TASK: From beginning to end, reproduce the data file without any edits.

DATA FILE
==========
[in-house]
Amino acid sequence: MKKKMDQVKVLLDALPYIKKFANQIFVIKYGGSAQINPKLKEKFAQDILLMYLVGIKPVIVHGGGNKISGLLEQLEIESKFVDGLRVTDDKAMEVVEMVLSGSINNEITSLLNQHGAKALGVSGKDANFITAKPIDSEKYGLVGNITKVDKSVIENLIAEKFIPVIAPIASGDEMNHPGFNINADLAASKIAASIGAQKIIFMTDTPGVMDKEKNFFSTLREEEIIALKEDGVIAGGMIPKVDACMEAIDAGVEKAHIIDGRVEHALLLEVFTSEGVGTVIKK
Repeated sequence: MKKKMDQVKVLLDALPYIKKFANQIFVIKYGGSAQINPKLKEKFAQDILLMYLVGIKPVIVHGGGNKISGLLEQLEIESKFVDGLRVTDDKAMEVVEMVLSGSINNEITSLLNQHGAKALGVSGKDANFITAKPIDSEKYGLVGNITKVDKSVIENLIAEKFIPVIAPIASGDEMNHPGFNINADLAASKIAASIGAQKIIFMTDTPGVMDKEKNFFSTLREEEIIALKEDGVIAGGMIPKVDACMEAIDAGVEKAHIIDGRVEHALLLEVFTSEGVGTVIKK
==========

[in-house]
Amino acid sequence: MKKKMDQVKVLLDALPYIKKFANQIFVIKYGGSAQINPKLKEKFAQDILLMYLVGIKPVIVHGGGNKISGLLEQLEIESKFVDGLRVTDDKAMEVVEMVLSGSINNEITSLLNQHGAKALGVSGKDANFITAKPIDSEKYGLVGNITKVDKSVIENLIAEKFIPVIAPIASGDEMNHPGFNINADLAASKIAASIGAQKIIFMTDTPGVMDKEKNFFSTLREEEIIALKEDGVIAGGMIPKVDACMEAIDAGVEKAHIIDGRVEHALLLEVFTSEGVGTVIKK
Repeated sequence: MKKKMDQVKVLLDALPYIKKFANQIFVIKYGGSAQINPKLKEKFAQDILLMYLVGIKPVIVHGGGNKISGLLEQLEIESKFVDGLRVTDDKAMEVVEMVLSGSINNEITSLLNQHGAKALGVSGKDANFITAKPIDSEKYGLVGNITKVDKSVIENLIAEKFIPVIAPIASGDEMNHPGFNINADLAASKIAASIGAQKIIFMTDTPGVMDKEKNFFSTLREEEIIALKEDGVIAGGMIPKVDACMEAIDAGVEKAHIIDGRVEHALLLEVFTSEGVGTVIKK